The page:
My approach was entirely different than yours and as I said before I think the per point calculation is more helpful, straightforward, and simpler than comparing two large numbers that represent the total dollars spent at the end of the contract. The error in my method was calculating opportunity cost for the initial DVC investment, but not factoring in the opportunity cost in the direct from Disney rental scenario. I put the initial investment away and let it grow untouched for the duration of the contract and then used the value of that account at contract maturation as my opportunity cost. In the renting direct from Disney scenario I had a greater yearly expenditure than my yearly expenditure for DVC dues but didn't view that as having opportunity cost. I should have added a credit to the DVC scenario equal to the difference between yearly DVC dues and yearly Disney rental fees that would have gone yearly to an untouched investment account growing in the same way I had calculated for the initial DVC investment. But I guess it's a pointless exercise to correct it as your method is much better.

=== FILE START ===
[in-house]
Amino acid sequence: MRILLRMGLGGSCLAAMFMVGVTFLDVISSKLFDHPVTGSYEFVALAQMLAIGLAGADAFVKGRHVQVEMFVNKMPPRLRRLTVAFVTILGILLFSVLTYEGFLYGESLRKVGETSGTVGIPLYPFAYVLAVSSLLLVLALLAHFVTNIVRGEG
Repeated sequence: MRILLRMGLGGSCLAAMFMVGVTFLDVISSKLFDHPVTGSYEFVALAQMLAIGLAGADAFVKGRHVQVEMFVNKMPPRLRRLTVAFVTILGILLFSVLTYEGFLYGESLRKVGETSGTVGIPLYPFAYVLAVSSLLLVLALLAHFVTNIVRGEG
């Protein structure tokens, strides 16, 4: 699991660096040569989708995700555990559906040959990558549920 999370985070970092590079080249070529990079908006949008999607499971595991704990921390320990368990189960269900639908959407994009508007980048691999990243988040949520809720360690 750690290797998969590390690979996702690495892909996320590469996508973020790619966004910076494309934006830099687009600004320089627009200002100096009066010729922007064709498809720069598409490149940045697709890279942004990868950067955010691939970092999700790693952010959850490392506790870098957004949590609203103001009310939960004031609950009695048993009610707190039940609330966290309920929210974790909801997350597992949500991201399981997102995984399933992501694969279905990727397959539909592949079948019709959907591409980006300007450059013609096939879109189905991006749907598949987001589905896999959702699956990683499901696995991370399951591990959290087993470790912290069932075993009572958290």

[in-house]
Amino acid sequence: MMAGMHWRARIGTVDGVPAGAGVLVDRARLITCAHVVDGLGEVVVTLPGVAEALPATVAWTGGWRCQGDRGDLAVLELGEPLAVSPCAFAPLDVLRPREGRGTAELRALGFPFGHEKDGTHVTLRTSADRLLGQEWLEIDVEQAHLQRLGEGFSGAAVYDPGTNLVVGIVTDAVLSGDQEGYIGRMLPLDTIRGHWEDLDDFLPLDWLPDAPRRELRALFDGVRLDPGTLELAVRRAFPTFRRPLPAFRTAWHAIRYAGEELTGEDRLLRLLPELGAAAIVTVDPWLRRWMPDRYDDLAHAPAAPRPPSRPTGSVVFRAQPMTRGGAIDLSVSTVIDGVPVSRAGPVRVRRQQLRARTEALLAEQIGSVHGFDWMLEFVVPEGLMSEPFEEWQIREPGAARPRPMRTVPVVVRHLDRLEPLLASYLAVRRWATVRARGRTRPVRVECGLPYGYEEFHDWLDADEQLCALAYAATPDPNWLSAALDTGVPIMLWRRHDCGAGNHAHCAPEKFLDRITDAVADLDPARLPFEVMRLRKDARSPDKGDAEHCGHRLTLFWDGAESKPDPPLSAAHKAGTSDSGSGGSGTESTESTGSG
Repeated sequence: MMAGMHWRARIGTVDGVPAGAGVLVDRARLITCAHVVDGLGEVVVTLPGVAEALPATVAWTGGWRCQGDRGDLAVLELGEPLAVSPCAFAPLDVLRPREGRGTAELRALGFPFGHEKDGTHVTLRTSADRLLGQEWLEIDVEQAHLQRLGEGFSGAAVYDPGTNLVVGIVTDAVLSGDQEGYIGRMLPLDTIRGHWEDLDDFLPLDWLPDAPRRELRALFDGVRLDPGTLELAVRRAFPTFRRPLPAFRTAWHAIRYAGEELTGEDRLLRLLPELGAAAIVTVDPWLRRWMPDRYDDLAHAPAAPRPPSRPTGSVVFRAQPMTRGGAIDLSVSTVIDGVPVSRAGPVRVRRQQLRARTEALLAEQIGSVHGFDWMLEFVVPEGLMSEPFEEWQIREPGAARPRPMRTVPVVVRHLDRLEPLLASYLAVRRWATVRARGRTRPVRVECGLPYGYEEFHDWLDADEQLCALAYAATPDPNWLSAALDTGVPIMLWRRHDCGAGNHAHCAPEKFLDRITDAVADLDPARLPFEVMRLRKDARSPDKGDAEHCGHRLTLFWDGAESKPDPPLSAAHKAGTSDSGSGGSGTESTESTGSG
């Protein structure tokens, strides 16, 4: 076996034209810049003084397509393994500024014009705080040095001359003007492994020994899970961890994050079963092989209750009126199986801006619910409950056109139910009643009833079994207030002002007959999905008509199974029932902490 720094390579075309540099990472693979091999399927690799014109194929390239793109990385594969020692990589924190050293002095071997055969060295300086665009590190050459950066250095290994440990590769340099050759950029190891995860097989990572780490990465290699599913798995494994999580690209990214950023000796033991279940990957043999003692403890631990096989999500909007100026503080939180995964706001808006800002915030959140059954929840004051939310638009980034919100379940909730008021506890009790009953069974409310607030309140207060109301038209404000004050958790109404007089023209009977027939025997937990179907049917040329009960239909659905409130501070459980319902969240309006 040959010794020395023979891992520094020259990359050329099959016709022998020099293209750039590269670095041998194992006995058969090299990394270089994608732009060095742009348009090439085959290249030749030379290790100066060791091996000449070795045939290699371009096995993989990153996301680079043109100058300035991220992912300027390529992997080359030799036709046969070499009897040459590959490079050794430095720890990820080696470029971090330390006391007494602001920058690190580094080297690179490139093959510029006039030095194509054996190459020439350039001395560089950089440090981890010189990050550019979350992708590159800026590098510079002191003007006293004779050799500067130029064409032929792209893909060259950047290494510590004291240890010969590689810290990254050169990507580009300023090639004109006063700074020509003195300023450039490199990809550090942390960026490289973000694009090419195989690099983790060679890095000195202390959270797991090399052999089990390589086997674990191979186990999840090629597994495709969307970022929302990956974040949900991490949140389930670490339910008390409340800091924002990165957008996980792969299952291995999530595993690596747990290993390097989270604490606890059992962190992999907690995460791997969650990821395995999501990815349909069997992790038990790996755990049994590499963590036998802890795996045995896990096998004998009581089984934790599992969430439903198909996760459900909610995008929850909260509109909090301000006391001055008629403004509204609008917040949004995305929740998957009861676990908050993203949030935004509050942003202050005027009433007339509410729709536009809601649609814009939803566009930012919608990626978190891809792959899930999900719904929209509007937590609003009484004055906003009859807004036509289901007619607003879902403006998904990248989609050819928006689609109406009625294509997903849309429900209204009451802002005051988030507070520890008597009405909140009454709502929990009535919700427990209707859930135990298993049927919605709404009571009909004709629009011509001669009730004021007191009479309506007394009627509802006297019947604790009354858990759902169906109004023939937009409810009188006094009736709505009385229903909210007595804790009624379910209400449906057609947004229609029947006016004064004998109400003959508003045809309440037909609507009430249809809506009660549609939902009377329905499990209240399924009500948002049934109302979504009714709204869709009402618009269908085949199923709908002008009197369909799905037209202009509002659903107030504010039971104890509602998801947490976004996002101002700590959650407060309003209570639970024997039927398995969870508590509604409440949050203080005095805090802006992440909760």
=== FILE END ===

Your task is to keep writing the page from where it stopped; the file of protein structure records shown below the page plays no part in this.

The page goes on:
wayne

New member
Rookie question for this thread: My wife and I are ~53, our two kids ~25, all lifelong Disney fans. But for us this means going to Disneyland once every 4-5 years. We have never been to Orlando (which is inconveniently located over 3000 miles from home in Portland Oregon.) We began looking at DVC with the idea that it might make sense as we grow into a 3-generation family over the next 10-20 years, visiting Disney on either coast every 2-3 years with that many years' worth of banked/borrowed points. 150 points/year buys a decent splurge at 450 points every 3 years.

Is this completely insane? I can calculate ROI and NPV and opportunity cost and the emotional value factors and so on, but if it is obvious that the DVC value is only there for every-single-year vacationers, I thought one of you could speak to that right away. Assume retail; I'll contend with resale or rental later. @Anne? @bnoble? Thanks!

P.S. In late 2019 we booked a week's stay at WDW for 2020 but our trip was cancelled because some stuff happened. It was in the news.
 

DopeyRunr

the jeweled acrobats only perform amazing stunts f
Every 3 years for 20 years is 6 trips for about $30,000 (assuming you’re buying direct) — seems like opportunity cost might be significantly greater than the locked in “value” of $5k/trip.